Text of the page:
Each maintenance plan has its own advantages and disadvantages, however, beware of the deferred reactive maintenance plan.  As one of our customers recently told me, “Deferred maintenance is a poisoned procedure.”  It is often practiced by default, so double-check that you are not susceptible to these 8 dangers of deferred maintenance:

1. Emergencies Cost More. When you have an emergency repair, the cost of materials, expedited freight, emergency labor, and downtime add up quickly. Emergency shutdowns often happen during peak operation periods, making the repairs more expensive and often more scrutinized. Avoid these costs by having planned, scheduled maintenance.

2. Public View. Perception of whole industries can be jaded from a catastrophic accident or injury. If public view of an industry is negative it may be difficult to obtain future funding within the sector.

3. Forced Outages. There’s no good time for a forced outage.  Outages should be done on your terms, when it’s best for your staffing, budget, and capacity needs. Unscheduled maintenance from a forced emergency outage leaves you scrambling to find appropriate craft, procure materials, and obtain any required permits while also suffering loss in production and revenue.

4. Health and Safety Risk to Employees. Any process, facility, or equipment can become dangerous to the health and safety of employees and visitors if regular maintenance does not occur. Injuries due to deferred maintenance can increase insurance costs and legal fees while decreasing morale and productivity. Scheduled testing by facility professionals who can recognize and recommend needed maintenance will keep your facility running in tip-top shape while keeping occupants safe.

5. Shortened Life Cycle. We all know that if we do not take care of things, they won’t take care of us. Why would your facility and equipment be any different?

6. Reduced Efficiencies. Equipment that is not regularly maintained will use more energy, lowering its overall performance. Reduced efficiencies can lead to the loss of LEED points and Green rating.

7. Long-Term Cost. More than likely, the lowest cost available for parts or replacement is now as prices typically increase annually. Each year the cost may only go up fractionally, but deferring maintenance 5-10 years can ultimately add up to a significantly higher price tag.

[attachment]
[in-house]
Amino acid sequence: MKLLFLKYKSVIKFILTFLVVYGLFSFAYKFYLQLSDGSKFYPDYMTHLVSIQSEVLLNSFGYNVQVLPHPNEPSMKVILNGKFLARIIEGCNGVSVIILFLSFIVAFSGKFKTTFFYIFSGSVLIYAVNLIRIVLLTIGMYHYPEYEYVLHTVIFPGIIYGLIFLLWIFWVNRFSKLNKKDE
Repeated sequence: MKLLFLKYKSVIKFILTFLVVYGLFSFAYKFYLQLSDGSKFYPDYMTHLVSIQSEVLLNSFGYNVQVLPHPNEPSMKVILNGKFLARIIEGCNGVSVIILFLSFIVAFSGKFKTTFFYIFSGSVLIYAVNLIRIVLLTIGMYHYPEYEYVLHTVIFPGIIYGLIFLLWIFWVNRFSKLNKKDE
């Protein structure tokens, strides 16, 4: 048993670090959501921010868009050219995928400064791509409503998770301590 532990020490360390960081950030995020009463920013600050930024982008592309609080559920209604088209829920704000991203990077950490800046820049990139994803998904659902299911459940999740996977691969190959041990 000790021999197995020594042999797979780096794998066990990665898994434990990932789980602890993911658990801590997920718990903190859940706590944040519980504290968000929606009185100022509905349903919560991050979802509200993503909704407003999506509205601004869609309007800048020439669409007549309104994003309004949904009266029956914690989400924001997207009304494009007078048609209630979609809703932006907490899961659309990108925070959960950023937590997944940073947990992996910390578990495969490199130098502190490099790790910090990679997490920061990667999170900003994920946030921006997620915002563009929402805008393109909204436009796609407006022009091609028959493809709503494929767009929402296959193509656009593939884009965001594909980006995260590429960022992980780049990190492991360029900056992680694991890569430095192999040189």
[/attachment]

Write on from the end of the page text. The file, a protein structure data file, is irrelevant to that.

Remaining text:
8. Back-Log. Once deferred maintenance starts it can quickly escalate into an overwhelming backlog that you may not be able to manage or overcome without a major plant/equipment overhaul or replacement.

Cracked rubber expansion joint found during new preventive maintenance check. (Photo Credit: John Brady)

Spend money now or spending more money later is an on-going balancing act. As a maintenance professional you can elevate your game by –

· Understanding the rapid escalation of costs.

· Showing how your proactive plan minimizes your facility’s rate of decay and mitigates costs into a manageable budget.

· Obtaining adequate funding for your plan and documenting its effectiveness.

If you would like support in creating or revitalizing your plant’s proactive Maintenance Plan regarding piping systems (including expansion joints and valves) we are happy to perform a walk-through to help you stay on track.

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Standard of New England, LLC

Standard of New England is an independent wholesale distributor, in operation since 1996. We are small enough to be responsive to our customers’ needs and big enough to deliver what our customers want when they want it.  Our specialty is in industrial piping products, but we can also provide much more.  We are proud to have local, national, and international customers who come back to us time and time again because of our industrial knowledge and personal customer service.  

We offer a wide range of products including: PipeValvesFittingsFlangesMetal & Fabric Expansion JointsIndustrial DampersRubber Expansion JointsMetal Flex ConnectorsEngineered PlasticsPolypropyleneFusion ToolsHardwareGaskets and More. These products are available in a range of Metals & Materials to meet all your industrial application needs.